I authored this article for the Cascade Business News.
The article is here:
On the final day of the school year in 2007, our local high school nearly had an outbreak of race-based violence. Our son witnessed this. He was very disturbed it. — so was I.
During the summer, I contacted our local school district officials – the outcome of which is this film….the frank testimonies of our students – for students in other high schools – who may face a similar reality.
It’s purpose is to be educational, contain uncensored, gritty student expression, cause dialog about race, ethnicity, prejudice, sexual orientation, attitudes and racism — and provide a tool – map — to a bridge — a creative pathway – high school students may use to explore these critical issues in their own lives – in their own school – their own community.
In every sense, this film is intended to be constructive and instructive. It’s when we cower from confronting the tough issues together – that learning becomes diminished.
Please use this tool constructively – and admire the courage of high school students “Speaking the Unspoken” among themselves – for the benefit of all concerned.
Your feedback is appreciated.
The following is a letter I sent to our Mayor and City Councilors today, after attending a public hearing on an ordinance to ban medical marijuana dispensaries in our City (Redmond, Oregon USA) for a year. We currently have none.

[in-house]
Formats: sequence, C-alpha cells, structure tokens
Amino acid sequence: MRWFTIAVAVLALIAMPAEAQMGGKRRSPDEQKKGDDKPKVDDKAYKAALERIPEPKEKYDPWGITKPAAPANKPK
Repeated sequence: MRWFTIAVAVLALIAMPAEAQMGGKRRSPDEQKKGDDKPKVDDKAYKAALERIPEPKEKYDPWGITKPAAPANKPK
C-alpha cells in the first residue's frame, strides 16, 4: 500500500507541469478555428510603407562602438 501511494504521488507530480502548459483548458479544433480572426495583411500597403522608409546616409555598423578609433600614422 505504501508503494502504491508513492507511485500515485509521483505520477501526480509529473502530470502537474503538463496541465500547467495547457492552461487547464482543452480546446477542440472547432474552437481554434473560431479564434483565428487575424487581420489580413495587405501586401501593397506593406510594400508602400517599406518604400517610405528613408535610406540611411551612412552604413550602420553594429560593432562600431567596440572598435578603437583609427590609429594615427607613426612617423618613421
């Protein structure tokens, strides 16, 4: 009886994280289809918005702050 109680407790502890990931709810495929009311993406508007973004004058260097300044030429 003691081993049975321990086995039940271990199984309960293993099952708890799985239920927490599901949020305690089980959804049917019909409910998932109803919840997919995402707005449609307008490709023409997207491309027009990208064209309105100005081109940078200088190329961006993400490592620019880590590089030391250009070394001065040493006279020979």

Here’s the letter:
March 26, 2014
Dear Mayor and City Councilors:
Re: Medical Marijuana Dispensary Licensing in Redmond, Oregon
I brought my 17 year old “son” (international exchange student from Cologne Germany) to the City Council meeting last night – Tuesday March 25th. He had never experienced attending any meeting of elected officials in the U.S. before.
After the meeting, I asked him, “so what did you think?” “It’s a wonderful thing witnessing democracy in action,” he said, bubbling with obvious excitement. “When I return to Germany this summer, I am going to get involved in my local community.” I smiled with pride.
He was also impressed by the dignity that is shared by the Council members when confronted with those who have opinions contrary to those you may hold individually. Finally, he was moved by those clearly less fortunate – who mustered the courage to speak publicly at the forum. “I hope Redmond will provide those who suffer with the ability to buy their medically approved cannabis in Redmond,” he said…staring out the window of the car…
As a resident, voter, parent and father – I would like to thank you all for your comportment – and the impact the same has on a student from another culture and country – who has been positively impacted by your public service. Thank you VERY much.
To Councilor Onimus – your remarks, dissent, informed judgment and compassion must influence the ongoing deliberations of your fellow councilors on this issue of licensing a regulated medical marijuana dispensary in Redmond.
1. There is nothing written in stone that says the proposed “moratorium” MUST be for one year. Why not 6 months, nine or ten months?